Golf can often be a patience-wearing, temper-flaring, club-hurling affair. In fact in my experience, golf is always a patience-wearing, temper-flaring, club-hurling affair.
That said, a week off work combined with glorious sunshine and those devilish fairways and hellish greens soon come calling.
Blue skies and Towneley Golf Course go together like John Daly and dodgy fashion choices.
Established in 1932, the club offers up a beautiful, well-cared for course with picturesque views of the surrounding area at every juncture.
Playing off the white tees (5,834 yards) adds an extra 400 yards to a course designed to challenge all skill levels.
But with my skill level currently back to what it was when I was around 12 (years old not my handicap unfortunately) I was hitting from the yellow markers for the purpose of this review.
The first is a 378-yard dog leg left with out of bounds all the way down that left hand side. Just what you want when you haven’t taken a swing in anger for a while. If you have the balls (and you may need a few if you take this option), you can cut out the angle and head straight over the out of bounds and the trees in hope of finding the green in one. Otherwise, a slight fade with a long iron should leave you in the ideal position with around 100 yards to the green.
Two bunkers guard the green at the short par 3 second while anybody who hooks their tee shot risks landing in the stream running diagonally across the approach.
Water comes into play on the third as well. It’s around 170 yards to carry the sizeable pond splitting the fairway. Clear it safely and it should comfortably eliminate the threat offered up by the steam and two bunkers protecting the green.
Thump one down the centre of the fairway with a slight draw on the par 4 357-yard fourth and you’ll be leaving yourself a nice mid-sized iron into a welcoming green.
What’s your worst fear when playing golf? Missing a 10ft putt on the 18th to win? Turning up in bright red Sunday Tiger style top and duffing your opening tee shot 20 yards left into the rough?
Mine. Smashing a car windscreen. And after watching my playing partner for the day hook his tee shot and send it careening towards a motoring Citroen C1, along with a flurry of expletives towards the heavens, I don’t think I need to go into the perils awaiting those playing the 367-yard par 4 fifth. Fortunately for him, the ball somehow missed and I’m sure the sigh of relief was heard back at the clubhouse.
The par 3 sixth brings a sunken down green surrounded by three bunkers complete with steam along the back. Plenty of room on the green just make sure you don’t over club.
Holes 7 and 8 are straightforward par 4s although a blind tee shot on the eighth adds an element of uncertainty.
It’s uphill and a long way uphill at that as you make your way back towards the clubhouse on the 416-yard par 5 ninth. A decent tee shot should ensure you have an excellent chance of making the green in three (or seven if you’re my mate) with the banking at its back providing some security if you overshoot your fourth.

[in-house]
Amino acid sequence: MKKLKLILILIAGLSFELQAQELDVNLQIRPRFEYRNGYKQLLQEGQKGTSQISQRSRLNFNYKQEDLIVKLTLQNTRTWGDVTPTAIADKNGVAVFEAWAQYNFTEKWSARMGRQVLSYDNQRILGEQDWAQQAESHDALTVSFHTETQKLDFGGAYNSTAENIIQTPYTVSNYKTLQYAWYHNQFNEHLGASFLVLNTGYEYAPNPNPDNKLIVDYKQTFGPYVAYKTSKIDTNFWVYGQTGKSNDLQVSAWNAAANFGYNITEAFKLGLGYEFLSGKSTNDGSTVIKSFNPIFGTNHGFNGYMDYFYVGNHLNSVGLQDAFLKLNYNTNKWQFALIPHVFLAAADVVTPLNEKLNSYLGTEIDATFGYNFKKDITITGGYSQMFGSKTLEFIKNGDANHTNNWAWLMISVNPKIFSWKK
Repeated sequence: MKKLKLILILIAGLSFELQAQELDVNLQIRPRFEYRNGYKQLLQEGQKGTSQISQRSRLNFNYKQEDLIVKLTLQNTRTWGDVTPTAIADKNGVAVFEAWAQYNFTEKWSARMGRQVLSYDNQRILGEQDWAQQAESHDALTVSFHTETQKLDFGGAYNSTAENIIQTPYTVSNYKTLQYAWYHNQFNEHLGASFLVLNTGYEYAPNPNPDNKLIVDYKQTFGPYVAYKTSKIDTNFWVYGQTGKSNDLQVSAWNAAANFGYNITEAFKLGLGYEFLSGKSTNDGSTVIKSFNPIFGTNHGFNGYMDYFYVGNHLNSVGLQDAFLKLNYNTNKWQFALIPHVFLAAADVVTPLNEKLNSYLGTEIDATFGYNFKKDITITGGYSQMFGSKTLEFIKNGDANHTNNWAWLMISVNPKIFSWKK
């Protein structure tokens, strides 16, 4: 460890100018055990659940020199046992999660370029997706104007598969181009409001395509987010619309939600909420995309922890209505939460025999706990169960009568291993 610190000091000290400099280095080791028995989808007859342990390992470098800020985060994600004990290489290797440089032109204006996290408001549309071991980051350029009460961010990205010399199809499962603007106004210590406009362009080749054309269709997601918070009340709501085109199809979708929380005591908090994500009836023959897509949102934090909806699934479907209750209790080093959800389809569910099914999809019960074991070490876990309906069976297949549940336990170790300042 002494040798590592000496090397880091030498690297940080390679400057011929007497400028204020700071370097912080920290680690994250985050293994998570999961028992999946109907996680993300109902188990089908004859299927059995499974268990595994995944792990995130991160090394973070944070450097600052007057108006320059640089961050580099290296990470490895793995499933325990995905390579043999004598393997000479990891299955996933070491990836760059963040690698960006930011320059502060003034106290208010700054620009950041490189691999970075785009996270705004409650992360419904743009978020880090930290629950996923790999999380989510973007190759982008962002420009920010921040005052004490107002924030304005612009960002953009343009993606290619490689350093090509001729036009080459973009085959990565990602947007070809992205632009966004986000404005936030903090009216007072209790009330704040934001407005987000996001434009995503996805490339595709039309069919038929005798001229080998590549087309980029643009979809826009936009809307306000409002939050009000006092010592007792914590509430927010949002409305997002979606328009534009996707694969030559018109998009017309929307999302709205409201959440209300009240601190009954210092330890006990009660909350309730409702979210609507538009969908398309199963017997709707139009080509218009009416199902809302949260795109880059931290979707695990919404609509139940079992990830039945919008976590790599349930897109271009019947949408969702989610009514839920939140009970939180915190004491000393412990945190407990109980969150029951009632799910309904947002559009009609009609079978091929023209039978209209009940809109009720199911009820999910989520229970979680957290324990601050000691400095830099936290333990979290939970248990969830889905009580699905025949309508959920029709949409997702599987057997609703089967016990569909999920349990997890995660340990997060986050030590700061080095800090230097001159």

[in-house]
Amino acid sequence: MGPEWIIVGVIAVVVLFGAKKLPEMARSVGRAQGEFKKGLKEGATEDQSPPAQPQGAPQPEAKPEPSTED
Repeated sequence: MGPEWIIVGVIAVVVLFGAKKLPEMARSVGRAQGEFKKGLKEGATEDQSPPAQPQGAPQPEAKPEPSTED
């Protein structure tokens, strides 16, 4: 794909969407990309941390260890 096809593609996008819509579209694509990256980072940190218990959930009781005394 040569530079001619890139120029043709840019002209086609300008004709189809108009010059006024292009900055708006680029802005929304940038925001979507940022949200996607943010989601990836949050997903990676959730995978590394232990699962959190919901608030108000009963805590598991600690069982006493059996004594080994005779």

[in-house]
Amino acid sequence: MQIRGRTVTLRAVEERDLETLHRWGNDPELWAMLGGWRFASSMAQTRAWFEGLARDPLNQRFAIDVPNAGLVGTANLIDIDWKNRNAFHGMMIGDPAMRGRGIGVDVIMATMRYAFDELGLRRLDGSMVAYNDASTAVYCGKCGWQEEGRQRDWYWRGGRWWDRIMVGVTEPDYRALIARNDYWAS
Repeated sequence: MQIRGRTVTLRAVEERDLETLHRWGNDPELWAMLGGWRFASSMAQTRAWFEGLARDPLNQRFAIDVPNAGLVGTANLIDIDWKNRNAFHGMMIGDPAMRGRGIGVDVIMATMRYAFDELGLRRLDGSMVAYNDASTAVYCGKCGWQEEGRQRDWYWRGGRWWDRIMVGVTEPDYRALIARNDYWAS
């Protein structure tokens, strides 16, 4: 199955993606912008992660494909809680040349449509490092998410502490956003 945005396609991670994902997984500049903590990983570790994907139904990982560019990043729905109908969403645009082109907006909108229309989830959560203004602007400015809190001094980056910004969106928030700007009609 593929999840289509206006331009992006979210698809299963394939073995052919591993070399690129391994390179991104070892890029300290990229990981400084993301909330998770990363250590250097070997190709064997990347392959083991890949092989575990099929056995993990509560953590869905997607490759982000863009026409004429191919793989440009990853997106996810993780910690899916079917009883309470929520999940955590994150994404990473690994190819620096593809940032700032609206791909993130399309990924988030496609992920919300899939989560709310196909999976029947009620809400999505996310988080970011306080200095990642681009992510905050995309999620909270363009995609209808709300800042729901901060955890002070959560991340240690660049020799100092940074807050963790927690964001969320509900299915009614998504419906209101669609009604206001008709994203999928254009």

The front nine plays slightly more difficult than the back with three of the inward nine par 4s measuring under 300 yards.
The elevated tee position on the 10th offers ones of the best views of not just the course but the surrounding area. One bad shot however and the only thing you’re looking at is a bogey or worse. Out of bounds down the right and a stream across the fairway means position is key. Even if you hit the middle of the fairway, an undulating green with a steep bank to the left means you shouldn’t let your guard down on what’s considered the course’s toughest hole. No pleasure without pain and there’s more than a chance to make up for any mishaps on the 10th on the short downhill 296-yard par 4 11th – the easiest hole on the course.
The 12th is a more than manageable par 5 at just 451 yards but with that road reappearing to your left and a tee shot which plays over the previous hole’s green, concentration is paramount.
Holes 13 and 14 are par 4s that shouldn’t offer too many problems while the par 4 15th, with its elevated tee position in amongst the trees and a green just 234 yards away is crying out to be ‘gone for’. If you don’t, go home, download “Tin Cup” and learn how to play golf the real way.
Par 3s in my opinion should be holes to look forward to. Nearest to the pins competitions; fleeting hopes of that hole-in-one. Landing it on the green at the uphill 191-yard 16th may as well equate to acing a par 3 for me. Just a foot underhit and you’re rolling back more than Asda. The only redeeming factor is a steep uphill bank at the rear of the green meaning you can afford to club up and go for it.
The par 3 163-yard 17th, even with its four surrounding bunkers is a much more enjoyable fare...until of course one of those sand traps gobbles up an errant tee shot.
On the surface the 18th appears straightforward enough but with out of bounds down either side and a green guarded by two bunkers and a stream, it can easily be the difference between you crying in the clubhouse toilets or getting the first round in with the smuggest of grins.